Our Government’s Programme strongly recognizes that we are in the middle of a disruptive transition. Finland’s competitiveness is built on high expertise and open-minded innovations based on experimentation and digitalisation. We all know the breakthrough of digital technology is taking place at great speed in different areas of society. And, the change is happening right now!
Digital technology, automation and robotics offer us enormous potential to increase productivity and growth. In the future, economic growth and capital will be increasingly closely tied to information, intelligence and services.
In the future, robotics will be integrated in everything surrounding us, as sensors and artiﬁcial intelligence technologies develop. Already many applications for robotics can be found in cars, appliances, mobile phones, apartments and so on. Vehicles and passengers increasingly use and produce real-time information, for example about the state of trafﬁc, the location of vehicles or parking spaces and their experiences of services.
The development of personal communications devices, the growing importance of data, new transport services, data-controlled logistics, an interconnected transport system, the Internet of Things, and autonomous vehicles are changing transport as we know it.
The explosive growth of data, the capacity to process and understand it, the openness of information are all enabling the utilisation of increasingly intelligent solutions in transport and logistics. We are enabling the development of totally new kinds of services and business models.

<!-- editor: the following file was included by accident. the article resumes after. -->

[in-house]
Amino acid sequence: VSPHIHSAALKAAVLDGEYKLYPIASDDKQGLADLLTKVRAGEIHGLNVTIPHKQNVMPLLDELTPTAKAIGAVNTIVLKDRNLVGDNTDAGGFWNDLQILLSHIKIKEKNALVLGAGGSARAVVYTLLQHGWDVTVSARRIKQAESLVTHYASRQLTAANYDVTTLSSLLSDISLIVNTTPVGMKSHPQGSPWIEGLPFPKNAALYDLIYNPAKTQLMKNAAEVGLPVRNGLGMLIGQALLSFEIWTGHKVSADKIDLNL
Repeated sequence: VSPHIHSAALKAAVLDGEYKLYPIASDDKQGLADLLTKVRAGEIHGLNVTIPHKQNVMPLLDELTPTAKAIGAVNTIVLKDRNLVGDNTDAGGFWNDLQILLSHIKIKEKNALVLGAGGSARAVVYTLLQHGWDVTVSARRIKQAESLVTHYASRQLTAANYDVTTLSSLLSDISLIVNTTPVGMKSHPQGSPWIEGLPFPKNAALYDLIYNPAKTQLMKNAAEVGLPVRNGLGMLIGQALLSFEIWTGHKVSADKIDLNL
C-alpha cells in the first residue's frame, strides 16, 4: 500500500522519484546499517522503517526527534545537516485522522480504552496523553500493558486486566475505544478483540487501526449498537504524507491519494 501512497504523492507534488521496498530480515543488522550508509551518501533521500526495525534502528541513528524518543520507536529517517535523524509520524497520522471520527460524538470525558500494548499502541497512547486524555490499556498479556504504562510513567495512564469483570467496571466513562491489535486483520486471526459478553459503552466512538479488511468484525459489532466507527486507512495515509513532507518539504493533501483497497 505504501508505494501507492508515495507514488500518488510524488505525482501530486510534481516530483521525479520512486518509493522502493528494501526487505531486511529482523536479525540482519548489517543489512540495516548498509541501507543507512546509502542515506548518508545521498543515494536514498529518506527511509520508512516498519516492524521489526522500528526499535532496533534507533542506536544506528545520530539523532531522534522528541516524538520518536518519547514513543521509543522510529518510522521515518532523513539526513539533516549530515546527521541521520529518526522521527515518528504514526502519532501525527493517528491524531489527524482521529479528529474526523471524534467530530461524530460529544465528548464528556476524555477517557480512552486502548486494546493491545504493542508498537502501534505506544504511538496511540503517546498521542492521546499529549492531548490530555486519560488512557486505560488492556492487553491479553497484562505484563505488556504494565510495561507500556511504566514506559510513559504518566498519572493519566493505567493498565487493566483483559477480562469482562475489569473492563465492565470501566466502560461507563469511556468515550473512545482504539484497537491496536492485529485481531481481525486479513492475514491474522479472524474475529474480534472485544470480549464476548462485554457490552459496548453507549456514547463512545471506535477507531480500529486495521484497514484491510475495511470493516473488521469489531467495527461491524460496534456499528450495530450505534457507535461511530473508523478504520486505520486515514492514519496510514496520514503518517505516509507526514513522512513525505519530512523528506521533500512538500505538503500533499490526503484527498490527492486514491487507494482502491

Personal data has an increasingly signiﬁcant social, economic, and practical value. Organizations around the globe are busy exploring the opportunities of human centric personal data. Whole industries such as energy and transport are already in middle of disruption by this trend.
Finland has created a the MyData-concept, which is a human centred approach in personal data management that combines industry need to data with digital human rights.
It is our objective to create a favourable operating environment for digital services and new business models, as well as meeting global mega trends, such as artiﬁcial intelligence, virtual reality and augmented reality – the growing role of services and automation.
Many basic societal services have already been digitalised, and this trend shows no sign of slowing down, quite the opposite.
The Mobility as a Service (MaaS) concept is also becoming more common, and it is strongly supported by the new Transport Code initiative. For the customer, MaaS means a wider selection of readily available services. Mobility services, ranging from public transport to ride-hailing and beyond, are tailored to meet the user needs. They are produced by taking advantage of data and open platforms. Different forms of transport and technology are combined in easy-to-use, customisable service packages. Our legislation should not prevent or limit new ways of doing business or providing services, and this has been the sustaining idea behind the Transport Code.